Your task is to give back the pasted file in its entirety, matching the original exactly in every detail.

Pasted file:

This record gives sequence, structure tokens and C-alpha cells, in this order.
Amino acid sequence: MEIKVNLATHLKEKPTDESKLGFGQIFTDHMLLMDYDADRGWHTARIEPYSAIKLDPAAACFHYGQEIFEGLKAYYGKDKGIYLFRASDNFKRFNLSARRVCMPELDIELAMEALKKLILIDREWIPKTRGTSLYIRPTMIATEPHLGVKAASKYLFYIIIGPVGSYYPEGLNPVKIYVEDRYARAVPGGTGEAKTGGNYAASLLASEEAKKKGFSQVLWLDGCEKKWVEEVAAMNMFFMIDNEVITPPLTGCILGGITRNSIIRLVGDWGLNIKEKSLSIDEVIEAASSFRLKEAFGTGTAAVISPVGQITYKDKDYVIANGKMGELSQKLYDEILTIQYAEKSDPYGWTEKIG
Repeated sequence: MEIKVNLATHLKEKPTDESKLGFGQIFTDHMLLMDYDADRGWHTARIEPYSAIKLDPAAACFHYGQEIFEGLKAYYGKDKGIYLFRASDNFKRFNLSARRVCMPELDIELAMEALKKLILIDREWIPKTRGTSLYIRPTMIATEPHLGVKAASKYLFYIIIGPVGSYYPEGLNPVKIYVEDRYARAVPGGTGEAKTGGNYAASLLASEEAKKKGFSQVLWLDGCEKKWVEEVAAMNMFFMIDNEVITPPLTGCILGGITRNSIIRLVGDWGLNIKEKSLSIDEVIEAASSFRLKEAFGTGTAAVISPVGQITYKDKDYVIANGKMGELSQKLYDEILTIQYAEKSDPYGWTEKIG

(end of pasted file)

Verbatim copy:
This record gives sequence, structure tokens and C-alpha cells, in this order.
Amino acid sequence: MEIKVNLATHLKEKPTDESKLGFGQIFTDHMLLMDYDADRGWHTARIEPYSAIKLDPAAACFHYGQEIFEGLKAYYGKDKGIYLFRASDNFKRFNLSARRVCMPELDIELAMEALKKLILIDREWIPKTRGTSLYIRPTMIATEPHLGVKAASKYLFYIIIGPVGSYYPEGLNPVKIYVEDRYARAVPGGTGEAKTGGNYAASLLASEEAKKKGFSQVLWLDGCEKKWVEEVAAMNMFFMIDNEVITPPLTGCILGGITRNSIIRLVGDWGLNIKEKSLSIDEVIEAASSFRLKEAFGTGTAAVISPVGQITYKDKDYVIANGKMGELSQKLYDEILTIQYAEKSDPYGWTEKIG
Repeated sequence: MEIKVNLATHLKEKPTDESKLGFGQIFTDHMLLMDYDADRGWHTARIEPYSAIKLDPAAACFHYGQEIFEGLKAYYGKDKGIYLFRASDNFKRFNLSARRVCMPELDIELAMEALKKLILIDREWIPKTRGTSLYIRPTMIATEPHLGVKAASKYLFYIIIGPVGSYYPEGLNPVKIYVEDRYARAVPGGTGEAKTGGNYAASLLASEEAKKKGFSQVLWLDGCEKKWVEEVAAMNMFFMIDNEVITPPLTGCILGGITRNSIIRLVGDWGLNIKEKSLSIDEVIEAASSFRLKEAFGTGTAAVISPVGQITYKDKDYVIANGKMGELSQKLYDEILTIQYAEKSDPYGWTEKIG